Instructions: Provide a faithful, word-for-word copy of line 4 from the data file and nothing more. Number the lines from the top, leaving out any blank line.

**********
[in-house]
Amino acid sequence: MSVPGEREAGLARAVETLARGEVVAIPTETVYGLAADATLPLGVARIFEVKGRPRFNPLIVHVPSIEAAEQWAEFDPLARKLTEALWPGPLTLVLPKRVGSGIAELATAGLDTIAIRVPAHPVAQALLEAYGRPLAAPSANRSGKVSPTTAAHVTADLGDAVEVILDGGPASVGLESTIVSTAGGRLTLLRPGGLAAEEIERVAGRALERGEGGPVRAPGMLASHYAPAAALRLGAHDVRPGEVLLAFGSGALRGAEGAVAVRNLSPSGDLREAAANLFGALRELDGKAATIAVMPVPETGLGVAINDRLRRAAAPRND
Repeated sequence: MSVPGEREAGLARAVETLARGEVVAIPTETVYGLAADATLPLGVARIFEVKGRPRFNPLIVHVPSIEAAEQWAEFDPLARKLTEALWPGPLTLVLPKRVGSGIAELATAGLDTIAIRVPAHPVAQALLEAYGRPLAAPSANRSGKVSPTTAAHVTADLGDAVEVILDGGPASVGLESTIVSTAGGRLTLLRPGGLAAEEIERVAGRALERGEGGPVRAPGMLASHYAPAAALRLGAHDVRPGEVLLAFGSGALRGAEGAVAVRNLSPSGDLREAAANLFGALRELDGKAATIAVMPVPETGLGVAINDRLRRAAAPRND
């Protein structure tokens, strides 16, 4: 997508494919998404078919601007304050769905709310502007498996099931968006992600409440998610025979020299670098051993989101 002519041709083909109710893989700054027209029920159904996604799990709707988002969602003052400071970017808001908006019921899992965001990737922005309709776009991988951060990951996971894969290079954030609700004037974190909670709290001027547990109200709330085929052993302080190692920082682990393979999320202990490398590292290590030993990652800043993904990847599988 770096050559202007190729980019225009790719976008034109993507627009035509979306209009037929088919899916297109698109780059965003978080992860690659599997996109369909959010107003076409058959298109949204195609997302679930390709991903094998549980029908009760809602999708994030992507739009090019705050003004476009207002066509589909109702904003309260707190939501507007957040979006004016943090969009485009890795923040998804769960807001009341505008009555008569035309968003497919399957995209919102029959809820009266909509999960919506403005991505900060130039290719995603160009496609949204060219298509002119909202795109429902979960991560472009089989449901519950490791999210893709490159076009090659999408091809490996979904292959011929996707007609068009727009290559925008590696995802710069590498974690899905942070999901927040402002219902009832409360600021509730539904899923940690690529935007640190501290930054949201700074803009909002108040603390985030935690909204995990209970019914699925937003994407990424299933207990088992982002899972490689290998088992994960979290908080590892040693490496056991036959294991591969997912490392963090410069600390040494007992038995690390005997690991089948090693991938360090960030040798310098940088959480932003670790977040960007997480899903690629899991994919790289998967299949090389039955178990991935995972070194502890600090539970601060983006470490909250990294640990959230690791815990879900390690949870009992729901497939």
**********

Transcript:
């Protein structure tokens, strides 16, 4: 997508494919998404078919601007304050769905709310502007498996099931968006992600409440998610025979020299670098051993989101 002519041709083909109710893989700054027209029920159904996604799990709707988002969602003052400071970017808001908006019921899992965001990737922005309709776009991988951060990951996971894969290079954030609700004037974190909670709290001027547990109200709330085929052993302080190692920082682990393979999320202990490398590292290590030993990652800043993904990847599988 770096050559202007190729980019225009790719976008034109993507627009035509979306209009037929088919899916297109698109780059965003978080992860690659599997996109369909959010107003076409058959298109949204195609997302679930390709991903094998549980029908009760809602999708994030992507739009090019705050003004476009207002066509589909109702904003309260707190939501507007957040979006004016943090969009485009890795923040998804769960807001009341505008009555008569035309968003497919399957995209919102029959809820009266909509999960919506403005991505900060130039290719995603160009496609949204060219298509002119909202795109429902979960991560472009089989449901519950490791999210893709490159076009090659999408091809490996979904292959011929996707007609068009727009290559925008590696995802710069590498974690899905942070999901927040402002219902009832409360600021509730539904899923940690690529935007640190501290930054949201700074803009909002108040603390985030935690909204995990209970019914699925937003994407990424299933207990088992982002899972490689290998088992994960979290908080590892040693490496056991036959294991591969997912490392963090410069600390040494007992038995690390005997690991089948090693991938360090960030040798310098940088959480932003670790977040960007997480899903690629899991994919790289998967299949090389039955178990991935995972070194502890600090539970601060983006470490909250990294640990959230690791815990879900390690949870009992729901497939």